NSF CAREER award focuses on increasing numbers of engineers entering the work force

January 09, 2014

Denise R. Simmons, a principal faculty member and assistant professor in the Myers-Lawson School of Construction at Virginia Tech, is the recipient of a prestigious National Science Foundation Faculty Early Development (CAREER) Award to learn more about the influence of various factors in the choices undergraduate engineering students make regarding their co-curricular involvement, ultimately leading to their entry into the work force.

Prior to this CAREER award, Simmons, also an assistant professor of civil and environmental engineering, spent part of her career as a post doctoral associate in Virginia Tech's Department of Engineering Education, working on a National Science Foundation Collaborative Proposal on the "Developing Engineer of 2020 Traits: How do Non-curricular Activities Impact African American Students."

Simmons' goal is to become a global leader in research that broadens the participation of students completing engineering degrees, ultimately increasing the numbers entering the technological workforce.

"I would like to accomplish this increase in the number of engineering degrees awarded by shaping practices and policies in retention, informal learning, pedagogy, professional competency, workforce development, and life-long learning," Simmons said.

Simmons has 14 years of experience leading large-scale construction projects, directing teams charged with problem resolution, directing the efforts of companies developing and instituting new project management structures, and hosting workshops to train employees on technical issues. As a former director of the Savannah River Environmental Sciences Field Station at South Carolina State University, she raised more than $2.2 million in grants to support its operations.

She is now transferring her industrial skill sets to her academic roles.

Her strategy is to collect data from a diverse sample of engineering undergraduates at five strategically selected institutions awarding a significant number of degrees to women and ethnic racial minorities. Using American Society of Engineering Education data, she selected Georgia Tech, North Carolina State University, Tennessee State University, the University of Texas-Pan American, and Virginia Tech.

"My prior work suggests that underrepresented students' decisions to persist in undergraduate engineering studies are influenced by their sense of belonging and involvement in co-curricular activities. College impact research suggests that focusing on what students do during college, both in and outside the classroom, is the best way to enhance student persistence," Simmons said.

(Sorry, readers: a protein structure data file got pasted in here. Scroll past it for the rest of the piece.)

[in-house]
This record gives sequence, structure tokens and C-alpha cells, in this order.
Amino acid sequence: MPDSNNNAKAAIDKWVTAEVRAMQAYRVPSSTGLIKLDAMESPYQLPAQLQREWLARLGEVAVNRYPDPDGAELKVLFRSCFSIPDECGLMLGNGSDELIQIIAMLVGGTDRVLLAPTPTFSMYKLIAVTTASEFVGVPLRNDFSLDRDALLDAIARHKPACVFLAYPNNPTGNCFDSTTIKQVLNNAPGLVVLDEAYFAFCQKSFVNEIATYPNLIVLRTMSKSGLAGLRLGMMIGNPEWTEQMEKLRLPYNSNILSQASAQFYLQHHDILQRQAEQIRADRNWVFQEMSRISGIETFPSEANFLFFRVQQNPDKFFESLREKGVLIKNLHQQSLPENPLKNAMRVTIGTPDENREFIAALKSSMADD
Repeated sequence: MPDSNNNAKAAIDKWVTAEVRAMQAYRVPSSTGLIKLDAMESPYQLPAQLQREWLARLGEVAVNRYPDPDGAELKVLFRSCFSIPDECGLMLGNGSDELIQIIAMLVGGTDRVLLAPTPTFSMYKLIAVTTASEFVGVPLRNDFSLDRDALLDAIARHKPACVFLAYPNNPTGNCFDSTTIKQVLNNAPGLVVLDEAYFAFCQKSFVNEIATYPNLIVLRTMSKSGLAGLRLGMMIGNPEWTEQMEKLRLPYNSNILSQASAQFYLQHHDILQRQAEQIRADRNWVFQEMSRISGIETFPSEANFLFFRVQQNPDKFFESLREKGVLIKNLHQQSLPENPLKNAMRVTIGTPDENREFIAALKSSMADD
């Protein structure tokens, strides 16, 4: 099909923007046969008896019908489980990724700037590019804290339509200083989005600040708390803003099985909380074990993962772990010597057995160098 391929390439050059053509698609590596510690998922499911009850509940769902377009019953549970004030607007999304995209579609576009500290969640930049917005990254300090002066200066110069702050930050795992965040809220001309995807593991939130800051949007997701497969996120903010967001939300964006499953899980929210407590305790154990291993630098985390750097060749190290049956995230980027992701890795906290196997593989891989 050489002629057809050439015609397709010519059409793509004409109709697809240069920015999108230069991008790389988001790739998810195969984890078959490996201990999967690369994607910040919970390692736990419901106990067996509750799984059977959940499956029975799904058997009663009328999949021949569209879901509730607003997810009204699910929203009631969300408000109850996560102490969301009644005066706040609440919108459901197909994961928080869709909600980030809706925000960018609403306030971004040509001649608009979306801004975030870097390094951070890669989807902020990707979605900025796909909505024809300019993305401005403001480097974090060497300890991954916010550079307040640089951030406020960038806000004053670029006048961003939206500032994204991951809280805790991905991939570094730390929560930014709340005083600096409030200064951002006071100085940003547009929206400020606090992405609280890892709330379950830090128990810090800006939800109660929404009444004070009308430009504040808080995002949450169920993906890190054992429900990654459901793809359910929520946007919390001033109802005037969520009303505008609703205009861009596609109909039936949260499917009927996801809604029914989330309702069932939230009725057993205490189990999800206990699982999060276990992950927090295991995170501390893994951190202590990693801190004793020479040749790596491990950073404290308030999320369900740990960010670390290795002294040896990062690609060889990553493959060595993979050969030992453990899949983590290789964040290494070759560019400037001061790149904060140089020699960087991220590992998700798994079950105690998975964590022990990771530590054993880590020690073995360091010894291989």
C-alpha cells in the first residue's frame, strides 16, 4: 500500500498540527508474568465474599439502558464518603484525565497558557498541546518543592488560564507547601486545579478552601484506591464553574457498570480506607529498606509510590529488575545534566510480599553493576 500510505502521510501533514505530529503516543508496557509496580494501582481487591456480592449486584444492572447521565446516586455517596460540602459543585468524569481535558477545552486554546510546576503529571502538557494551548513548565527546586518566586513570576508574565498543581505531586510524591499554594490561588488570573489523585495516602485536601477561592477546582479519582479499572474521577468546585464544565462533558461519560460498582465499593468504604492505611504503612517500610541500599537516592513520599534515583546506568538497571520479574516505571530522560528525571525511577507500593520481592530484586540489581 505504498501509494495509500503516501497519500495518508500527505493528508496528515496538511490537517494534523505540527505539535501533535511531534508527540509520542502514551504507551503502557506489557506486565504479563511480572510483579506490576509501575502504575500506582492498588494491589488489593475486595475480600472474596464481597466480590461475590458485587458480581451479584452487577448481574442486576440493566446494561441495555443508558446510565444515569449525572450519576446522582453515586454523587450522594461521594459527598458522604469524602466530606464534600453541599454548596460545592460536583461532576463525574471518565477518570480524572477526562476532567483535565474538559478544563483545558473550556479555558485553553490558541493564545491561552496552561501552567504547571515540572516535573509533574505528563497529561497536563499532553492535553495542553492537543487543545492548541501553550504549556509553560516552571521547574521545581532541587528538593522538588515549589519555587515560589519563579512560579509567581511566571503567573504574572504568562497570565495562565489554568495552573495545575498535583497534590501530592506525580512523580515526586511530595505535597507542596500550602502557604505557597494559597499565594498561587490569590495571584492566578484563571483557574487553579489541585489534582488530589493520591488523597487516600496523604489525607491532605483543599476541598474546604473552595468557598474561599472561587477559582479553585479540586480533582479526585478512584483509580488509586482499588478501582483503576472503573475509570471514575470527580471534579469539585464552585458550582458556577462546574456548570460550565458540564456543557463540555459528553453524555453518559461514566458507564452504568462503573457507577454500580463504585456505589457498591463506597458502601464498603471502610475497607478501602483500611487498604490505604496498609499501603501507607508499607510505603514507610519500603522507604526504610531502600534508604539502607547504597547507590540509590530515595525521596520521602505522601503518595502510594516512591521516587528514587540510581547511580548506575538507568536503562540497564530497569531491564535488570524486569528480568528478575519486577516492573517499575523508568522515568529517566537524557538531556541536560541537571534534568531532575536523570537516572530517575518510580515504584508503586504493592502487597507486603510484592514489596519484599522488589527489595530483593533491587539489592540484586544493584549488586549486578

"However, there is little understanding as to how engineering students decide to participate or not participate in co-curricular activities nor how these students perceive the impact of various types of co-curricular activities on their persistence, learning, and entry into the workforce," she added. "Furthermore, we need to know how will these types of activities impact academic and career outcomes."

"I am broadly interested in studying the outcomes of co-curricular involvement on the development of professional skills as defined by any profession and/or industry and for any person from kindergartners through senior citizens. Further, I am interested in working with other institutions and industry as a part of advancing this work," she added.

Simmons' project will investigate demographic differences, especially gender, generational status, and race/ethnicity, as reasons for participation or non-participation in co-curricular activities in college.
The Myers-Lawson School of Construction is a joint venture of the College of Engineering and the College of Architecture and Urban Studies.

The school focuses inter-disciplinary, multi-departmental (building construction, Vecellio construction engineering and management graduate program in civil and environmental engineering, and the construction engineering undergraduate program), outreach, research and education. The school serves the full life-cycle and supply chain across the residential, industrial, commercial, and heavy sectors of the industry.

The school is named for A. Ross Myers and John R. Lawson II, alumni and longtime friends who are each chief executive officers of major construction companies that exemplify quality, leadership, safety, and ethics.

Virginia Tech

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